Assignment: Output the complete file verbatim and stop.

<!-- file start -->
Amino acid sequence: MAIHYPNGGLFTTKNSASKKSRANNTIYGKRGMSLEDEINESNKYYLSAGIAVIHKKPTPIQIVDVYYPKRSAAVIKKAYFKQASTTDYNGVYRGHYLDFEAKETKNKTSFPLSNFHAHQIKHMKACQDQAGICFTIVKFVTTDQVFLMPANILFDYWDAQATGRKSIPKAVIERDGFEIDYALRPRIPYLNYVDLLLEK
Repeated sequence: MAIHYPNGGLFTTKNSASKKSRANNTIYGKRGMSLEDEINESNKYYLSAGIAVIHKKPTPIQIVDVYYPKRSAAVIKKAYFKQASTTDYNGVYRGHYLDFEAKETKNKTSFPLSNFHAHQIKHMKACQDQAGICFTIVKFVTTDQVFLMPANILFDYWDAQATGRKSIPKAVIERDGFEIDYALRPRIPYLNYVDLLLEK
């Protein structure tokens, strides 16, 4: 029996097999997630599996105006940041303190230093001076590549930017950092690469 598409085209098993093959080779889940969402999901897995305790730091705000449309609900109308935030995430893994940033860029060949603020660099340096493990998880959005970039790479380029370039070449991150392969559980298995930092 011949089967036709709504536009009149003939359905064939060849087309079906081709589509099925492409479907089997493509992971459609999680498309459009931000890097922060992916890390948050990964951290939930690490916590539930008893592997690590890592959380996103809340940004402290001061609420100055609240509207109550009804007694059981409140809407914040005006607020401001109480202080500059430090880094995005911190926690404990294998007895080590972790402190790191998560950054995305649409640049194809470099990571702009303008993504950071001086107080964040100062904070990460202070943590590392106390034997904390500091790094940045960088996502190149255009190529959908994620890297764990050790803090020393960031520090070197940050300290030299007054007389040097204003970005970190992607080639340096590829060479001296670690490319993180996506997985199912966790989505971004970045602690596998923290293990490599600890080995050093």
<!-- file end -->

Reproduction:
Amino acid sequence: MAIHYPNGGLFTTKNSASKKSRANNTIYGKRGMSLEDEINESNKYYLSAGIAVIHKKPTPIQIVDVYYPKRSAAVIKKAYFKQASTTDYNGVYRGHYLDFEAKETKNKTSFPLSNFHAHQIKHMKACQDQAGICFTIVKFVTTDQVFLMPANILFDYWDAQATGRKSIPKAVIERDGFEIDYALRPRIPYLNYVDLLLEK
Repeated sequence: MAIHYPNGGLFTTKNSASKKSRANNTIYGKRGMSLEDEINESNKYYLSAGIAVIHKKPTPIQIVDVYYPKRSAAVIKKAYFKQASTTDYNGVYRGHYLDFEAKETKNKTSFPLSNFHAHQIKHMKACQDQAGICFTIVKFVTTDQVFLMPANILFDYWDAQATGRKSIPKAVIERDGFEIDYALRPRIPYLNYVDLLLEK
């Protein structure tokens, strides 16, 4: 029996097999997630599996105006940041303190230093001076590549930017950092690469 598409085209098993093959080779889940969402999901897995305790730091705000449309609900109308935030995430893994940033860029060949603020660099340096493990998880959005970039790479380029370039070449991150392969559980298995930092 011949089967036709709504536009009149003939359905064939060849087309079906081709589509099925492409479907089997493509992971459609999680498309459009931000890097922060992916890390948050990964951290939930690490916590539930008893592997690590890592959380996103809340940004402290001061609420100055609240509207109550009804007694059981409140809407914040005006607020401001109480202080500059430090880094995005911190926690404990294998007895080590972790402190790191998560950054995305649409640049194809470099990571702009303008993504950071001086107080964040100062904070990460202070943590590392106390034997904390500091790094940045960088996502190149255009190529959908994620890297764990050790803090020393960031520090070197940050300290030299007054007389040097204003970005970190992607080639340096590829060479001296670690490319993180996506997985199912966790989505971004970045602690596998923290293990490599600890080995050093």